Report: Government needs to focus on IT leadership, managing risk

A recent study concludes that federal IT purchasing and management can be improved through stronger IT leadership, managing risk more effectively and agile development practices.

A recent study submitted to the Obama administration recommended a 33-step plan for improving federal information technology purchasing and management, including securing stronger IT leadership, managing risk more effectively and turning to agile development practices.

The study, authored by TechAmerica Foundation's commission on Government Technology Opportunity in the 21st Century, was released in response to the Office of Management and Budget's announcement that it planned to focus on ways to improve federal technology acquisition and management processes. Earlier this year, the Obama administration froze many large-scale technology implementations.

After reading through the commission's study, some IT executives said the government's IT operations stand to significantly benefit if they heed the advice the plan offers.

"From an IT delivery perspective, they did a great job explaining, in very simple terms, agile development," said Angelo Valletta, senior vice president and CIO at Vineland, N.J.-based Sun National Bank. "The document reads like a framework on how to deliver IT development services to government agencies."

The report also stressed strong communication and collaboration among all levels of IT working on a project, which should be led by a strong leadership team. This idea was echoed by Ed Bell, interim CIO of the commonwealth of Massachusetts’ House and Senate, after reviewing the report.

"I think either the leadership team is there, or all bets are off," Bell said. "I would view the executive leadership sponsors as being very important to getting it done. If they are heavily engaged, they can make things happen."

Bell agreed with Valletta that agile development, with its emphasis on incremental development, would be beneficial because it would break projects into smaller pieces, thereby increasing their chances for success. But he cautioned against giving agile development too much leeway.

"With larger projects, sometimes you are biting off more than you can chew," Bell said. "With an agile environment, there is more flexibility, and you are able to make adjustments. But it can also drain the development team if there is too much flexibility."

Other key recommendations that would improve the way the government acquires core IT systems include:

•         Developing a professional program management capability. Every major purchase should start with the full-time assignment of a single, knowledgeable and authoritative program manager who sees the project through to completion.

•         Strengthening risk management. The government should establish an independent risk review role on major acquisitions. This role should be filled by a third party not affiliated with either the agency managing the project or the prime contractor supporting it.

•         Enhance internal and external engagement. Teams responsible for IT purchasing need to engage more effectively with end users to ensure that the systems delivered meet the users’ mission/business needs.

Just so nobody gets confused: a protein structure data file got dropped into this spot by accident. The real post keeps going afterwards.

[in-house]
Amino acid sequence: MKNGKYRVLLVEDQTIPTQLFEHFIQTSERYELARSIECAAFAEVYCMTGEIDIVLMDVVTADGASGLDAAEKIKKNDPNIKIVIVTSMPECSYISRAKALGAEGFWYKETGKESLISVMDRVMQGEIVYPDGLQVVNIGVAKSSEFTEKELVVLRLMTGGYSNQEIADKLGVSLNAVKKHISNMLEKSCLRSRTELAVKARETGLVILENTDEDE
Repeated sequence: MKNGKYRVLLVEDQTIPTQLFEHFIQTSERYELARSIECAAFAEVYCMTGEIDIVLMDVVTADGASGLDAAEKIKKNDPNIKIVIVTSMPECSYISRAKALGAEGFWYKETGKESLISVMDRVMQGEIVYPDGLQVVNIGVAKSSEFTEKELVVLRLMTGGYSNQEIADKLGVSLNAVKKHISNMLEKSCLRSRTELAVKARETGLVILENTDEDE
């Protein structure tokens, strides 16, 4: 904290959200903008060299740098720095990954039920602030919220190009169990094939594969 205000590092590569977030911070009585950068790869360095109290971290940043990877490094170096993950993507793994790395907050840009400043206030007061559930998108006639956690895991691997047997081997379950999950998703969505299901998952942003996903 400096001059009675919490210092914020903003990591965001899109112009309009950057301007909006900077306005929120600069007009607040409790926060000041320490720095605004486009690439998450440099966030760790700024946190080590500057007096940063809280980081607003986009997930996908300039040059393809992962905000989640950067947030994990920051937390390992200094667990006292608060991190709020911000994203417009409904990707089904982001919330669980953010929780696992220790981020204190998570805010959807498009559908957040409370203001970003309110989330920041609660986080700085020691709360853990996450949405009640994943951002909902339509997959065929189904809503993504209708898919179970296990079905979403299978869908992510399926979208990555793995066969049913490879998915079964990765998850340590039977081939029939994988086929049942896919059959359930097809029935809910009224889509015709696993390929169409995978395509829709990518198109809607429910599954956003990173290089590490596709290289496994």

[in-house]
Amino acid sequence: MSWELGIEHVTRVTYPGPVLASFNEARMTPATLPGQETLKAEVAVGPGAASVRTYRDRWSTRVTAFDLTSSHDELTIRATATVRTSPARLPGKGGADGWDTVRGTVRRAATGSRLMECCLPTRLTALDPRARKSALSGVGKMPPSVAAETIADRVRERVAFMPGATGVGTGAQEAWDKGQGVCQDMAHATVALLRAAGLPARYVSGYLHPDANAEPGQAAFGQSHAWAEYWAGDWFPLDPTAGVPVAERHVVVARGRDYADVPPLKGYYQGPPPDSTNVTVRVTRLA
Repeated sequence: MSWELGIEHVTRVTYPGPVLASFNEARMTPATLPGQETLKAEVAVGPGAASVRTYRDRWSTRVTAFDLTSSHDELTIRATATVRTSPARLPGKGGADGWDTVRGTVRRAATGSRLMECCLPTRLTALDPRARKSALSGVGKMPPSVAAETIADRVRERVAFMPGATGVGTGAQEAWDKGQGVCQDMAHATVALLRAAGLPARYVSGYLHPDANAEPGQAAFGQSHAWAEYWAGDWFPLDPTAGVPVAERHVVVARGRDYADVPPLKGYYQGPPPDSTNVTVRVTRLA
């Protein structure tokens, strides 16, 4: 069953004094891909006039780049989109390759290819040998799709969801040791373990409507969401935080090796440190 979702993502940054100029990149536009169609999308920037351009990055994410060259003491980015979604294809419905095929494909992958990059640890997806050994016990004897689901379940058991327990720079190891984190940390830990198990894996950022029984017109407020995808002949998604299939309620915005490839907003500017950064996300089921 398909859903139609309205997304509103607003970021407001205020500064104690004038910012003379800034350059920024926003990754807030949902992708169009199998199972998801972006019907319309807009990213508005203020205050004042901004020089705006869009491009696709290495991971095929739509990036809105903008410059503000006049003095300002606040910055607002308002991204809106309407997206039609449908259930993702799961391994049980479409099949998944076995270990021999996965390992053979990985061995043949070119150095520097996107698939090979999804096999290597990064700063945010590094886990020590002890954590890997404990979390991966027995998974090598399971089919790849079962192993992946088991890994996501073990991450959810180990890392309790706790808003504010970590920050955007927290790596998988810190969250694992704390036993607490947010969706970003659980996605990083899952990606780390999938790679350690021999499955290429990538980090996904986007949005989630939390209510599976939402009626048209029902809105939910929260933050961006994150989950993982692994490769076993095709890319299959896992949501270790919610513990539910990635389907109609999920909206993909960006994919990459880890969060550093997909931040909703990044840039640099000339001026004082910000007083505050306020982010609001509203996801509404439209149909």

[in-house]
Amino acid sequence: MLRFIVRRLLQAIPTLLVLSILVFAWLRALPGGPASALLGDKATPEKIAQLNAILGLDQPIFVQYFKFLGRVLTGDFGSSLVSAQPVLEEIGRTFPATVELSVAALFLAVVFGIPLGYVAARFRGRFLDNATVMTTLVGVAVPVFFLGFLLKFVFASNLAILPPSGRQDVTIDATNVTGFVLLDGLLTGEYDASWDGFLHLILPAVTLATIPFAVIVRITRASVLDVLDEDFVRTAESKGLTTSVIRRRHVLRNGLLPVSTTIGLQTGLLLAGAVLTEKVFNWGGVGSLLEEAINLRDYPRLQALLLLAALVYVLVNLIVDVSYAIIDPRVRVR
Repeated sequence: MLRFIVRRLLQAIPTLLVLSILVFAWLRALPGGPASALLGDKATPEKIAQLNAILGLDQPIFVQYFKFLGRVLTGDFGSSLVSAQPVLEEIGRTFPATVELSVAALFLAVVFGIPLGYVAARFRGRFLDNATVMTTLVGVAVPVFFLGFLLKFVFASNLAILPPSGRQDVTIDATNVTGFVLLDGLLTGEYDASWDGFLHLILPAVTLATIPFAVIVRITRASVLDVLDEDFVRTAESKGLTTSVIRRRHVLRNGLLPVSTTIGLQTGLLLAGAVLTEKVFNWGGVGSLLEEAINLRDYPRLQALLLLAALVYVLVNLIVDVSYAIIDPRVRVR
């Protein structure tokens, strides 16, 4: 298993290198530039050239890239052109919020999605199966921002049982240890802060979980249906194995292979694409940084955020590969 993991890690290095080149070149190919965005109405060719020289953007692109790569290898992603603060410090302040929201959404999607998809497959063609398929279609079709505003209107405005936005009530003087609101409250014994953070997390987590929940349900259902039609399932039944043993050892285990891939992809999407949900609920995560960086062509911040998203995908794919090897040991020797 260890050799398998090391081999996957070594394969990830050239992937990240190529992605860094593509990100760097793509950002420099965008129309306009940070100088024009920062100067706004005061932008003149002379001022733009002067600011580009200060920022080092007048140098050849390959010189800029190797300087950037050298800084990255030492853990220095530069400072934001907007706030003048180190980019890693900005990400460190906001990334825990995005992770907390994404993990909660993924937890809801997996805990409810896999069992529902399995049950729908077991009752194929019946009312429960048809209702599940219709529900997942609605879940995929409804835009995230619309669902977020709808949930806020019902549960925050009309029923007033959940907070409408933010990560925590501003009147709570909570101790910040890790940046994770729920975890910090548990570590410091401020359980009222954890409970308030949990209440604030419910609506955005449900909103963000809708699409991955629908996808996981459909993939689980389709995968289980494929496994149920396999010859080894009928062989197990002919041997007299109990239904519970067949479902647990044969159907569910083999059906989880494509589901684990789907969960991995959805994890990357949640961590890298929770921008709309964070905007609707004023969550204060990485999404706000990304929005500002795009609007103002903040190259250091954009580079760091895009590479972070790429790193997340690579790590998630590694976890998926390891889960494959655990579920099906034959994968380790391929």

The last recommendation may be the most important, Bell said. Being engaged by all aspects of the project, combined with establishing clarity regarding roles among those involved, improves the chance of success, he said. He added that the report should have put even more emphasis on the importance of a strong leadership team.

"First and foremost, the entire organization needs to be engaged, not just the leadership team and not just IT," Bell said. "I think they are headed down the right path, but I would emphasize more the executive sponsorship and leadership sponsorship."

The document reads like a framework on how to deliver IT development services to government agencies.

Angelo Valletta, senior vice president and CIO, Sun National Bank

The commission, which comprises 31 senior leaders from private industry and academia with federal IT experience, made its recommendations based on interviews with government technology leaders and industry executives focused on both public and commercial sectors.

In another finding, the commission noted that while the federal government uses thousands of complex applications to provide essential services to U.S. citizens, there is a significant gap among the level of IT services available to many of those citizens and the levels available throughout much of the government. During the past 10 years, the government has invested some $600 billion in IT systems, but the report notes that there are areas in the government's "IT portfolio" that are underperforming, including:

•         Many government workers still use systems that are far less capable than those used by their counterparts in private industry or those they use at home.

•         The Federal IT Dashboard gives a red rating to 7% of 794 current major IT investments.

•         Some major projects were so plagued with cost overruns or performance that they were canceled before they could even get off the ground.

There are several obstacles that typically stand in the way of the successful completion of federal IT projects, according to the study. They include the "complexity of the processes to be supported, volume of data, number of users, connections to other systems, and security and privacy concerns that can all pose significant technical and management challenges," the report states.

Let us know what you think about the story; email Ben Cole, Associate Editor.

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